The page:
Fifteen nations in the Asia-Pacific are coming together on Sunday to sign the world's largest trade agreement, the Regional Comprehensive Economic Partnership (RCEP), ending years of negotiations.
The deal includes China, South Korea, Japan, the nations of the ASEAN bloc, as well as Australia and New Zealand. It constitutes up to a third of the world's gross domestic product. Although India departed from the agreement, it is being hailed as a milestone for regional integration, common prosperity and a shared economic future in Asia, especially in an international environment which has become increasingly beset by protectionism, a unilateral approach to trade and geopolitical hostility.
This is good news for China and the wider region. Beijing has played an instrumental role in shaping and bringing forwards the agreement and has kept it alive despite the challenges it has faced.
This makes clear some realities: China's approach to the region is not cliche "aggression" as misrepresented by Western media, but well contemplated diplomacy. In addition, what the West should understand is that China is integral and core to the regional and global economy, and that this trade pact is an affirmation of that. Ideas such as so-called "decoupling" with China are nonsense, and the RCEP illustrates that nations who pursue such are likely to end up on the outside of the world's economic gravity.
Rational diplomacy, not mindless confrontation
The Western media and their governments constantly misrepresent China and its actions in the world. They often caricature Beijing's responses to the world around it as irrational, threatening and reckless. We hear misleading discourses such as "wolf warrior diplomacy" and an assumption that China's actions are always "backfiring" when it does not align with the West's perspectives or interests. Therefore, it is assumed in line that China is not capable of rational and pragmatic diplomacy. The atmosphere of zero-sum confrontation against Beijing pushed by the Trump administration made this perception worse.
However, in reality, China places more emphasis on diplomacy and dialogue than confrontation. The completion of the RCEP, and more trade deals as set out below, is a testament to that.
While the Trump administration has weaponized tariffs, coercion and unilateralism to secure preferential trade benefits for itself, China has quietly engaged in a robust diplomatic effort to secure multilateral free trade and its role within it. Moreover, while the United States has amplified confrontational policies against China and espoused the rhetoric of "decoupling," China has avoided responding aggressively and locking itself into the Cold War paradigm. Instead of reacting, it has intensified its diplomacy and economic engagement with other countries.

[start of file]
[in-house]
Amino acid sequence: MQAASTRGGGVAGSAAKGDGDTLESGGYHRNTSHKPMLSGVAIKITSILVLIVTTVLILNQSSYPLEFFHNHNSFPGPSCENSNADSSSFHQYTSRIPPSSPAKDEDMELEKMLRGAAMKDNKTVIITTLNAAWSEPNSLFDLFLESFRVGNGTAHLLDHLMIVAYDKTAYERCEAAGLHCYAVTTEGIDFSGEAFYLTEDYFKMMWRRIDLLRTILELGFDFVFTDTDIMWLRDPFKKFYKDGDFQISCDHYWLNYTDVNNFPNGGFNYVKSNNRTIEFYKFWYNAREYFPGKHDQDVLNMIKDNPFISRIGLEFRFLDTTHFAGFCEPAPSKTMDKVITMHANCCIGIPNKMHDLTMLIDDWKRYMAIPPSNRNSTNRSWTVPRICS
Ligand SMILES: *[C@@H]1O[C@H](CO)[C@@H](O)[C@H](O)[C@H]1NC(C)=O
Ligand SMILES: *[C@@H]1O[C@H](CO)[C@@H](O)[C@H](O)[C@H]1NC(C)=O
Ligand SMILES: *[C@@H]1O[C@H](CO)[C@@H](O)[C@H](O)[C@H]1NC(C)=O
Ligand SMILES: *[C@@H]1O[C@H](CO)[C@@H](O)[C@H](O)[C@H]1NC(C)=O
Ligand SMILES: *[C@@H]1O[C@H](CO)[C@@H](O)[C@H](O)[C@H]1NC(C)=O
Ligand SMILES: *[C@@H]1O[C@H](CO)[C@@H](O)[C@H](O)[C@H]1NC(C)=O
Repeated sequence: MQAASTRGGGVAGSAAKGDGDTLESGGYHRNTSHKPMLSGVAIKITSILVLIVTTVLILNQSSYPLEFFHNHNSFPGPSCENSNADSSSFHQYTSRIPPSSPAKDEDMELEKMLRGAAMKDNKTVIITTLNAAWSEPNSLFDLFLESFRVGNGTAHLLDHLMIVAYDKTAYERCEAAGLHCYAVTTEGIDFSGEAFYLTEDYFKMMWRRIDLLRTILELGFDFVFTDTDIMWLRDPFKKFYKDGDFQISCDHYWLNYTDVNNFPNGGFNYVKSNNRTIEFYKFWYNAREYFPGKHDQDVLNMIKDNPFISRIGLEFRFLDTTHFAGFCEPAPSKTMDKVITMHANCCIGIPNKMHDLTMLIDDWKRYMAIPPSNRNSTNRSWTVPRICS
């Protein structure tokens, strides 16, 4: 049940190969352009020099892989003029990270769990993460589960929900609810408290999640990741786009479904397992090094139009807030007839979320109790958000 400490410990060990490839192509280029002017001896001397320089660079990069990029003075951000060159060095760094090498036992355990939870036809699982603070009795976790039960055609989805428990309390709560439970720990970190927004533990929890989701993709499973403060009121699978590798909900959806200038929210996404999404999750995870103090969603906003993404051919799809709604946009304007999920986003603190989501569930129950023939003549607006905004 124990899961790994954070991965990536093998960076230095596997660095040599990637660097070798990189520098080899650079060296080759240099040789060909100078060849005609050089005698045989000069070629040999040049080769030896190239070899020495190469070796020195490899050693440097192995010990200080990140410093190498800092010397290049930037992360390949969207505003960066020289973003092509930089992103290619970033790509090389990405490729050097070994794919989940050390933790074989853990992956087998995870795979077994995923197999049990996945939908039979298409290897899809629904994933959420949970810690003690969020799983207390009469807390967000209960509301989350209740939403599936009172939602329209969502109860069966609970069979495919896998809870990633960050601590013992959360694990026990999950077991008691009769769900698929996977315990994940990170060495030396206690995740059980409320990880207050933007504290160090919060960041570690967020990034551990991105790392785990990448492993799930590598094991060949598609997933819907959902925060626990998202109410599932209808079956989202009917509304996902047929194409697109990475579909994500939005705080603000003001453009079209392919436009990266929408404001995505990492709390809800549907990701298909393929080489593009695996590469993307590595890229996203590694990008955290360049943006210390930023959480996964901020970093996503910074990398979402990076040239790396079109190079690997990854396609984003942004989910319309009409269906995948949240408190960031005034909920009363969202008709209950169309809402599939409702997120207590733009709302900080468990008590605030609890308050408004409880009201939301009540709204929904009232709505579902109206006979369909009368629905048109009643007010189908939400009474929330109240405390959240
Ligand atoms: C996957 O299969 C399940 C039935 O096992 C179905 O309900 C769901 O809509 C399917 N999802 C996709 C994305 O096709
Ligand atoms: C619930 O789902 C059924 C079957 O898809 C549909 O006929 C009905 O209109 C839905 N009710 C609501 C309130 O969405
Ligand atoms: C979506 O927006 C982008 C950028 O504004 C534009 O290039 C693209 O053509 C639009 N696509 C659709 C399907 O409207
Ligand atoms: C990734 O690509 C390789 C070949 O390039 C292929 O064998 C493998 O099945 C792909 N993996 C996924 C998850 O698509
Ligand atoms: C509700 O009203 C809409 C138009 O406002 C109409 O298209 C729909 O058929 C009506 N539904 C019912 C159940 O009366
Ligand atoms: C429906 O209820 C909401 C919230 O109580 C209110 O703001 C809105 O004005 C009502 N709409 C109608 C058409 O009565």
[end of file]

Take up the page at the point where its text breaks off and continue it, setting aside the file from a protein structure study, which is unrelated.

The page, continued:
The RCEP is an enormous step forwards for economic integration in Asia.
Although by far the largest and most significant, it is just one of the many trade agreements China has negotiated during the tenure of the Trump administration, including one with the Eurasian Economic Union (Russia, Belarus, Kazakhstan, Armenia, Kyrgyzstan), Cambodia, Mauritius, as well as upgrades in agreements with New Zealand, Pakistan, Singapore and a geographical indications agreement with the EU.
On a diplomatic level, these agreements matter because they uphold the norms of multilateral trade but more significantly, diminish American attempts to decouple China from the global economy.
China has in effect responded to the American challenge, not through confrontation as the media sensationalize it to be, but through deepening its integration with others and staking out its trade future.
The RCEP includes multiple U.S. allies; their agreement to the deal is an affirmation that China will remain an intrinsic economic partner for them and that the region will ultimately work and cooperate together.
While the White House preaches "decoupling," the RCEP is in fact the "coupling" of a geographic area into an economic bloc, meaning that it is not a zero-sum game. For example, commentators enjoy talking about the prospects of Chinese manufacturing shifting to Vietnam, but such a deal means that China gains access to Vietnam's market and vice versa, therefore the gains are mutually beneficial. Trump's policies, however, have ensured that America now sits outside of both major trading blocs in Asia (the RCEP and the TPP).
In this case, critics might want to question, who has really isolated itself in the end? And who has really lost on trade? Diplomacy and multilateralism ultimately triumphs above confrontation and Cold War politics, and China's careful approach has come out well in the end.